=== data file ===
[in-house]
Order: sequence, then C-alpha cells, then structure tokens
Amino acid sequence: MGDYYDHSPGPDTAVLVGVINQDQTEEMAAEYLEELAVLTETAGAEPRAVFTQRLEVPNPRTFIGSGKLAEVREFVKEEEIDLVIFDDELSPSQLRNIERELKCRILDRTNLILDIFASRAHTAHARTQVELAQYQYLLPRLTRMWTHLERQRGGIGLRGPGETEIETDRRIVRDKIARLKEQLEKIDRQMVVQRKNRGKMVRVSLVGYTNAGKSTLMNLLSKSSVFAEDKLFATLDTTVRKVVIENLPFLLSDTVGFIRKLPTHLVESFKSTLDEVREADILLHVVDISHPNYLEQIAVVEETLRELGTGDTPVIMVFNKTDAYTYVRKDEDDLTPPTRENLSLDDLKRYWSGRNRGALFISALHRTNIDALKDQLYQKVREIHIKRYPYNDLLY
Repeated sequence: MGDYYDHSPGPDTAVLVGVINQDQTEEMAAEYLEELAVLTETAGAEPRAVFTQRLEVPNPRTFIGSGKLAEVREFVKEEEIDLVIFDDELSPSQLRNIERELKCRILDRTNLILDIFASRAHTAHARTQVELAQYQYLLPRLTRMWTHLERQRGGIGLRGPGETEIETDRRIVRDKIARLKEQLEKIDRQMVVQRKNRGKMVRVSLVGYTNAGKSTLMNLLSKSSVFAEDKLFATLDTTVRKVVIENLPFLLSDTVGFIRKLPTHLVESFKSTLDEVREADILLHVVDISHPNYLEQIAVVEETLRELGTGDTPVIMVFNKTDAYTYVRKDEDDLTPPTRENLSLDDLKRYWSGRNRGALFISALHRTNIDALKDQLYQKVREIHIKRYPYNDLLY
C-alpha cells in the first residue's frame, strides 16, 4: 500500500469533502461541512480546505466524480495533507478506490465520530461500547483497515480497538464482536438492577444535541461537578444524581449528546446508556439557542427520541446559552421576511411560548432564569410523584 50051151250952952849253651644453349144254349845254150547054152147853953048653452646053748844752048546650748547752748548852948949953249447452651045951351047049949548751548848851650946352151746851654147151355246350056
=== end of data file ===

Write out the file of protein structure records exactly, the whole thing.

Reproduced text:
[in-house]
Order: sequence, then C-alpha cells, then structure tokens
Amino acid sequence: MGDYYDHSPGPDTAVLVGVINQDQTEEMAAEYLEELAVLTETAGAEPRAVFTQRLEVPNPRTFIGSGKLAEVREFVKEEEIDLVIFDDELSPSQLRNIERELKCRILDRTNLILDIFASRAHTAHARTQVELAQYQYLLPRLTRMWTHLERQRGGIGLRGPGETEIETDRRIVRDKIARLKEQLEKIDRQMVVQRKNRGKMVRVSLVGYTNAGKSTLMNLLSKSSVFAEDKLFATLDTTVRKVVIENLPFLLSDTVGFIRKLPTHLVESFKSTLDEVREADILLHVVDISHPNYLEQIAVVEETLRELGTGDTPVIMVFNKTDAYTYVRKDEDDLTPPTRENLSLDDLKRYWSGRNRGALFISALHRTNIDALKDQLYQKVREIHIKRYPYNDLLY
Repeated sequence: MGDYYDHSPGPDTAVLVGVINQDQTEEMAAEYLEELAVLTETAGAEPRAVFTQRLEVPNPRTFIGSGKLAEVREFVKEEEIDLVIFDDELSPSQLRNIERELKCRILDRTNLILDIFASRAHTAHARTQVELAQYQYLLPRLTRMWTHLERQRGGIGLRGPGETEIETDRRIVRDKIARLKEQLEKIDRQMVVQRKNRGKMVRVSLVGYTNAGKSTLMNLLSKSSVFAEDKLFATLDTTVRKVVIENLPFLLSDTVGFIRKLPTHLVESFKSTLDEVREADILLHVVDISHPNYLEQIAVVEETLRELGTGDTPVIMVFNKTDAYTYVRKDEDDLTPPTRENLSLDDLKRYWSGRNRGALFISALHRTNIDALKDQLYQKVREIHIKRYPYNDLLY
C-alpha cells in the first residue's frame, strides 16, 4: 500500500469533502461541512480546505466524480495533507478506490465520530461500547483497515480497538464482536438492577444535541461537578444524581449528546446508556439557542427520541446559552421576511411560548432564569410523584 50051151250952952849253651644453349144254349845254150547054152147853953048653452646053748844752048546650748547752748548852948949953249447452651045951351047049949548751548848851650946352151746851654147151355246350056